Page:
Factor 5 GmbH is an independent software and video game developer. The company was co-founded by five former Rainbow Arts employees in 1987 in Cologne, Germany, which served as the inspiration behind the studio's name.
|Industry||Video game industry|
1996 (US branch)
San Rafael, California, U.S.
|Achim Moller, CEO|
Julian Eggebrecht, President (U.S. branch)
Rogue Squadron series
MusyX: Dolby Sound Tools
DivX For Games SDK
In order to have a stronger relationship with Factor 5's North American partners like LucasArts, Factor 5, Inc. was established in the United States in May 1996 with legal support from LucasArts, and in late 1996 the core of the development team in Germany was relocated to the North American company headquarters in San Rafael, California. Julian Eggebrecht, one of the five initial co-founders, served as President of Factor 5's U.S. branch.
The U.S. company closed in May 2009, following the closure of Brash Entertainment, with which the company had multiple contracts. The original German company, headed by CEO Achim Moller, remained active due to its unrelated business policy and operations with the North American company.
However, in January 2011, Moller liquidated Factor 5 GmbH, and all game licenses were transferred to "Eggebrecht, Engel, Schmidt GbR".
On March 15, 2017, Factor 5 co-founder Julian Eggebrecht had announced that the company has returned and reacquired the rights to the Turrican franchise.
- 1 History
- 2 Games
- 3 Technology
- 4 References
- 5 External links
The programming group which would eventually become Factor 5 had originally formed in the 1980s, in what cofounder Julian Eggebrecht described as a culture of hacking and multimedia programming on the local demo scene. Eggebrecht attended the Filmhochschule in Munich to become a movie director, and all the other members studied computer science.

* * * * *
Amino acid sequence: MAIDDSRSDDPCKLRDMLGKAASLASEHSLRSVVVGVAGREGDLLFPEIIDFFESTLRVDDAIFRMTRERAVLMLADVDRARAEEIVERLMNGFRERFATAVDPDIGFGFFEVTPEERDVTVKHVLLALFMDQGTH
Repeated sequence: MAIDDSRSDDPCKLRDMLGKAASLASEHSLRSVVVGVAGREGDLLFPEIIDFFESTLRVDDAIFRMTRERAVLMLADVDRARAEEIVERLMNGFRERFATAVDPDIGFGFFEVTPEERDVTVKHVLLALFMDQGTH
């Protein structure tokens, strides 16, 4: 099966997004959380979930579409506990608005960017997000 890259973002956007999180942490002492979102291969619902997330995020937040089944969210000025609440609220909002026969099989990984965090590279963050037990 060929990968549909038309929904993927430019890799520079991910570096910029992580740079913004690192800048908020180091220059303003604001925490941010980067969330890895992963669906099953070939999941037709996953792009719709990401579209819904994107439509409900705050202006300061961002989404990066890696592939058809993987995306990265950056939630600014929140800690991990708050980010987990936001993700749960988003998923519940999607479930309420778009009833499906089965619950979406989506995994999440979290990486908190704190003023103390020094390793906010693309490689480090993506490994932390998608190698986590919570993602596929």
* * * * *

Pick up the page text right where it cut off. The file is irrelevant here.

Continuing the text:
While its founders were still university students, Factor 5 started out in game development as a part-time activity under partnership with Rainbow Arts for the Amiga computer. There, they had their earliest moderate success with Katakis, an R-Type clone of impressive technical performance. Due to the game's obvious similarity to R-Type, rights holder Activision Europe delivered an ultimatum: either Factor 5 accept a contract to perform the official R-Type conversion for the Amiga home computer, or receive a lawsuit for rights infringement. According to Julian Eggebrecht, this was because "Activision couldn't find any programmers" however the opportunity was "a dream come true".
Their first important success, however, came with Turrican, a game designed by Rainbow Arts designer Manfred Trenz. Factor 5 handled the Amiga and Atari ST versions of the game; and together with the original Commodore 64 version and several others, Turrican was a major hit across Europe in 1990.
In 1991, faced with the prospect of corporate formalities imposed by the video game console industry, the company founders quit school in favor of full-time corporate careers. Eggebrecht explained, "[t]he moment you go into console programming, you won't get a development system from Nintendo unless you have a reputable company." After they finished work on Turrican II: The Final Fight for the Amiga and Atari ST in 1991, Factor 5 built their own development kits and software environments for the Super Nintendo Entertainment System and Mega Drive/Genesis, codenamed Pegasus SNES and Pegasus Mega Drive. Subsequently, they decided to focus their efforts towards console game development in 1992 with several projects for the SNES and Mega Drive/Genesis, including new Turrican games and other titles contracted by companies like LucasArts, Hudson Soft and Konami, the latter of which had also Game Boy development contracts with them. In 1993, Factor 5 produced their last Amiga effort, an Amiga conversion of Mega Turrican handled with programming support from fellow company Neon Studios. They would develop games for the SNES, Mega Drive/Genesis, and Game Boy until 1996, when they switched their efforts to the PlayStation.